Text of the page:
15. Insurance • If insurers fail to collect 100% of the principal • Insured can file a claim • usually after 150-180 days • Debt collection expenses are insured as well • legal costs, debt collection agency…. including expenses made after the claim has been paid out • Insurers pay up to 90% of the insured debt & legal & collection expenses • depending on the contractual agreements • insurers expect you to keep part of the loss as deductibles

  16. Protracted Default Insured Event Normal due date. Debt Overdue. Invoice Date Claims: Sequence of events leading to Protracted Default Claim Paid Overdue notification period Waiting Period (6 months); collections, recoveries Extended Due Date

  17. Protracted Default Event of Loss Normal due date. Debt Overdue. Invoice Date Buyer insolvency: Insured Event - Claim paid within 30 days Claim Paid Overdue notification period Waiting Period (6 months); collections, recoveries Extended Due Date

  18. EXAMPLE • A typical claim : • 90% indemnity • Credit Limit: USD 200,000 • Overdue Notification : USD 200,000 • Debt Collected during Waiting Period : USD 50,000 • Claim Submitted : USD 150,000 • Collection expenses : USD 7,500 • Claim payable: USD (150,000 + 7,500) * 90% • = USD 141,750

  19. The Policy

  20. The Policy • Normally annual policy – longer policy durations (3-5 years) can be negotiated • Invoices of credit period upto 180 days are acceptable – longer terms on exceptional basis • No restriction on goods or services • Cover provided upto the credit limit set by underwriters • Financial health of the buyer monitored on day to day basis by the underwriters • Underwriters operate with their own databases to assess the creditworthiness of buyers

  21. BASIC COVER • Insurance against the risk of non-payment by their customers as a result of commercial &/or political risks • Trade receivables are an asset - deserves protection • Insurance cover helps to prevent bad debts • Insurance companies collect outstanding receivables • Cover pays up to 90% of the loss (Indemnity) • Focus: - whole turnover or a logical segment of it - short term risk - trade receivables - B2B DEBTS NEED TO BE TRADE RELATED – exports and/ or domestic & UNSECURED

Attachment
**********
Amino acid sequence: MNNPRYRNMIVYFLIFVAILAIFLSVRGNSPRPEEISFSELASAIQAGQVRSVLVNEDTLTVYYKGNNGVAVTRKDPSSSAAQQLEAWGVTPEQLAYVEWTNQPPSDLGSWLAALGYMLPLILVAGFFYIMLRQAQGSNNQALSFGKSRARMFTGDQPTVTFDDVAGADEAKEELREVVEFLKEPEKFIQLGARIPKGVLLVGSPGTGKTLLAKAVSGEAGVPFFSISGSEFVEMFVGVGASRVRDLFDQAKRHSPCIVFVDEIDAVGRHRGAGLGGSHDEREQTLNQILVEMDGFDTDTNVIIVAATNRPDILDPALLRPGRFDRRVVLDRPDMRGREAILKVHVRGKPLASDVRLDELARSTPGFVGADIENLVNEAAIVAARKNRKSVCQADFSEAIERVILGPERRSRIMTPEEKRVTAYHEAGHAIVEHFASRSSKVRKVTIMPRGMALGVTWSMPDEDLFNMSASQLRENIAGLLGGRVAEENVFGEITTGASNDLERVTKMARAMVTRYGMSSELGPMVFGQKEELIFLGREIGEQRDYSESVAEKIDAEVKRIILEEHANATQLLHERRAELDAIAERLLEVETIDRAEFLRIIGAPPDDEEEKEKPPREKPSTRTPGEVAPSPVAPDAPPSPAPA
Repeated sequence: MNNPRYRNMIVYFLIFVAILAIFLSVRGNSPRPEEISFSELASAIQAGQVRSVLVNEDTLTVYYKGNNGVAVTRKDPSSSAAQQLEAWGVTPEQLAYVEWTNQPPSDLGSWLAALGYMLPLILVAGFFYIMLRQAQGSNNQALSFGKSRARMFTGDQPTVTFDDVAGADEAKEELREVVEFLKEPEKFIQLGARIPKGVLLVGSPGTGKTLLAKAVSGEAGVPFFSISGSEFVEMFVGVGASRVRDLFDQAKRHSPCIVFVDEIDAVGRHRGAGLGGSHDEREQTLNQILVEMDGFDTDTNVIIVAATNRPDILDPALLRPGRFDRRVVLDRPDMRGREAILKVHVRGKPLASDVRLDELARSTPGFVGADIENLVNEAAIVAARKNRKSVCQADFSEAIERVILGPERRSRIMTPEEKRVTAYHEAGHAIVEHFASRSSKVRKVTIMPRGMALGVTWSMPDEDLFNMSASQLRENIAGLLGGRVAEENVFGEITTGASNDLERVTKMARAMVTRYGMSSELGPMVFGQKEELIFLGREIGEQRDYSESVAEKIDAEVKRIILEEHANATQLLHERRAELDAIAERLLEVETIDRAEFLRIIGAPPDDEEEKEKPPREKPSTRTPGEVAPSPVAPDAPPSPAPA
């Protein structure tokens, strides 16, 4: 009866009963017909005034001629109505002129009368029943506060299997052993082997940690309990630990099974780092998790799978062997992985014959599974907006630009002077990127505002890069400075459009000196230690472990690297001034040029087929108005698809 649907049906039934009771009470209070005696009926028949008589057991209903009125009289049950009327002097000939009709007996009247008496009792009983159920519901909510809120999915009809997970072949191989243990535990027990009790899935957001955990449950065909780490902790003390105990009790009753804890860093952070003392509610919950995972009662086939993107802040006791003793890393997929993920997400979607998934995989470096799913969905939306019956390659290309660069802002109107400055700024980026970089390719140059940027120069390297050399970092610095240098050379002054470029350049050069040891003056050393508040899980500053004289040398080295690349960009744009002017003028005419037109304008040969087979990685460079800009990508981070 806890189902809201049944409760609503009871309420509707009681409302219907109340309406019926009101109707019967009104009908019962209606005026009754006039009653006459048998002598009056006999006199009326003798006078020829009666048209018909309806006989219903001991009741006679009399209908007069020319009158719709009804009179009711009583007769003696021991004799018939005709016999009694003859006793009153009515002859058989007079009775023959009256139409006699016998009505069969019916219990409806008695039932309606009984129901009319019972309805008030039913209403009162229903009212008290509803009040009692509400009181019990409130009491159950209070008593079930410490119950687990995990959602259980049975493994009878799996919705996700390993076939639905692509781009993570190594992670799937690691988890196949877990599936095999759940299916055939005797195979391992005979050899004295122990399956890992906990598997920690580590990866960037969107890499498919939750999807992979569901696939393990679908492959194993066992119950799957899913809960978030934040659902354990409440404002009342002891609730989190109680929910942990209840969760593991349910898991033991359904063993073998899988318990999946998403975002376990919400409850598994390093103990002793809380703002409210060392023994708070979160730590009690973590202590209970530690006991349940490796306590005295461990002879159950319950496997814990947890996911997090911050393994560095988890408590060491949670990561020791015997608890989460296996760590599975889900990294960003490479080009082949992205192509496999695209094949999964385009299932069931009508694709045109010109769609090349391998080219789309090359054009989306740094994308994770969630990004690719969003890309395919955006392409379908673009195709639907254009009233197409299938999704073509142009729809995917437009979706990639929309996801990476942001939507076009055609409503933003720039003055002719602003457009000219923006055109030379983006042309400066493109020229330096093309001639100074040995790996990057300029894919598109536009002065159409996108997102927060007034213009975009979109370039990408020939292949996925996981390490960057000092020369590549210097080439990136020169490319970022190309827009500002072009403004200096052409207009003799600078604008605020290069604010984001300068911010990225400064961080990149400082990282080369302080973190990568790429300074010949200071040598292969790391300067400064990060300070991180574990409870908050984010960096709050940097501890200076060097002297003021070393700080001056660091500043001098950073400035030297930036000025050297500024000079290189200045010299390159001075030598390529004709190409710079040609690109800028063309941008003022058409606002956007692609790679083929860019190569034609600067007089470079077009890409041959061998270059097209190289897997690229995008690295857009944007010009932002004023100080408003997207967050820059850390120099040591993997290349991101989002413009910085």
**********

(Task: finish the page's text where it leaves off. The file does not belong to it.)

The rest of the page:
22. The premium rate depends to a large extent on. . . • Insurable turnover • Quality of the risk / historical losses • Credit terms • Sector of the buyers • Countries covered • Quality of the credit management • Spread of the risk • Amount of work expected for servicing • Level of self retention ( % covered, NQL, EEFL, AFL) • Discretionary limit requested • Maximum liability • ..... competition

  23. Most important features of the policy • Risk covered (whole turnover concept) • Premium rate • Deductibles • Indemnity • Maximum Liability • Discretionary limit • Reporting of overdues • Credit limit fees • Additional Covers

  24. Policy Structure • General Conditions of Insurance • Schedule • Defintions • Special Conditions - No Claims Bonus ` - Low Claims Bonus - Profit Sharing - Reverse No Claims Bonus - Political Risks - Work In Progress - Consignment Stock - Cover for Associated Companies

  25. What is not Credit Insurance • Single buyers, selected buyers • L/C business • Loans • Leasing • Project finance • Guarantees • Bonds • Performance risk • Non-acceptance • Pure political risk • Currency exchange risk • Risk on private persons

  26. Marketing Approach

  27. WHY DO COMPANIES PAY FOR CREDIT INSURANCE? • Protection against bad debts • Balance sheet protection • Corporate governance • New markets • Debt collection • Information, screening of clients • Avoidance of internal conflicts • Reduction of the fixed overheads • Relax existing credit conditions • Financing